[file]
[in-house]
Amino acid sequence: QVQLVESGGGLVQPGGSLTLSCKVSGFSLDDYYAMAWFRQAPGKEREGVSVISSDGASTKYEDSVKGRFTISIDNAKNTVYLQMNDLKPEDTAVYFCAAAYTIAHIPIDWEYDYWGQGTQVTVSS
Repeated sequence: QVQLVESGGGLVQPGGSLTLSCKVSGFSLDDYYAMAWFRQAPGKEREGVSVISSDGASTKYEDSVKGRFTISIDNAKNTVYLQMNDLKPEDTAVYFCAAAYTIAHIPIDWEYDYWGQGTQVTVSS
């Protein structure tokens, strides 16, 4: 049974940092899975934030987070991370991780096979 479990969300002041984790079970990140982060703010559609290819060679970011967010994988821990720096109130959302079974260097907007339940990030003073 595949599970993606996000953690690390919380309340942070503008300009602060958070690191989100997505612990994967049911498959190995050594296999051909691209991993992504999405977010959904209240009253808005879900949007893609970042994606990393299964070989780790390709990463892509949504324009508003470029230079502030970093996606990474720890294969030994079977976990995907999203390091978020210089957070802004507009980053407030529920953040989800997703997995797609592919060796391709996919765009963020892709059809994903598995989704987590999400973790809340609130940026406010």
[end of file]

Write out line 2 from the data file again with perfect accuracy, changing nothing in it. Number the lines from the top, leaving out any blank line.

Amino acid sequence: QVQLVESGGGLVQPGGSLTLSCKVSGFSLDDYYAMAWFRQAPGKEREGVSVISSDGASTKYEDSVKGRFTISIDNAKNTVYLQMNDLKPEDTAVYFCAAAYTIAHIPIDWEYDYWGQGTQVTVSS